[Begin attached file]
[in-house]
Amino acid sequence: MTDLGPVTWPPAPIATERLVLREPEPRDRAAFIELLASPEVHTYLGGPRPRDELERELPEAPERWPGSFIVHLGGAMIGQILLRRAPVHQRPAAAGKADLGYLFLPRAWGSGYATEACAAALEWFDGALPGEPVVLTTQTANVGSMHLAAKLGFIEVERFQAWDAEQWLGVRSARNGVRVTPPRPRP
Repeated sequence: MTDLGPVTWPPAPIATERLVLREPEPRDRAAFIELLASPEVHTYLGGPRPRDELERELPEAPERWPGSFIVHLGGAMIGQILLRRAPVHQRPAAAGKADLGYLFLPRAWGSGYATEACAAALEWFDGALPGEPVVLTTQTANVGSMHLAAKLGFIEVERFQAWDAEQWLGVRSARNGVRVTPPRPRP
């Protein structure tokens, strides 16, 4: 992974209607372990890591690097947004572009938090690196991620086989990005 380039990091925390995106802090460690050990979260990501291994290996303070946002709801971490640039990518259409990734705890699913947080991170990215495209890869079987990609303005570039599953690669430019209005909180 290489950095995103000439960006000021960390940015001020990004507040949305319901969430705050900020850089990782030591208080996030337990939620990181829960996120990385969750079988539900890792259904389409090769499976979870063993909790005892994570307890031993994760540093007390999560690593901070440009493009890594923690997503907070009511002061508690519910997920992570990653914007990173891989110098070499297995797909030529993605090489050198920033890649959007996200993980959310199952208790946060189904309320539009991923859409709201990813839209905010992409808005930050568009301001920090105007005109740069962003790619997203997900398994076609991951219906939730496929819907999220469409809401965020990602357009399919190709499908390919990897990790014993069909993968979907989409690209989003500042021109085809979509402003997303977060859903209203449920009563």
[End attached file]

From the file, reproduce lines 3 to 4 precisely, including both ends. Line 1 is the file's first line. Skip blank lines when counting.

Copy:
Repeated sequence: MTDLGPVTWPPAPIATERLVLREPEPRDRAAFIELLASPEVHTYLGGPRPRDELERELPEAPERWPGSFIVHLGGAMIGQILLRRAPVHQRPAAAGKADLGYLFLPRAWGSGYATEACAAALEWFDGALPGEPVVLTTQTANVGSMHLAAKLGFIEVERFQAWDAEQWLGVRSARNGVRVTPPRPRP
């Protein structure tokens, strides 16, 4: 992974209607372990890591690097947004572009938090690196991620086989990005 380039990091925390995106802090460690050990979260990501291994290996303070946002709801971490640039990518259409990734705890699913947080991170990215495209890869079987990609303005570039599953690669430019209005909180 290489950095995103000439960006000021960390940015001020990004507040949305319901969430705050900020850089990782030591208080996030337990939620990181829960996120990385969750079988539900890792259904389409090769499976979870063993909790005892994570307890031993994760540093007390999560690593901070440009493009890594923690997503907070009511002061508690519910997920992570990653914007990173891989110098070499297995797909030529993605090489050198920033890649959007996200993980959310199952208790946060189904309320539009991923859409709201990813839209905010992409808005930050568009301001920090105007005109740069962003790619997203997900398994076609991951219906939730496929819907999220469409809401965020990602357009399919190709499908390919990897990790014993069909993968979907989409690209989003500042021109085809979509402003997303977060859903209203449920009563």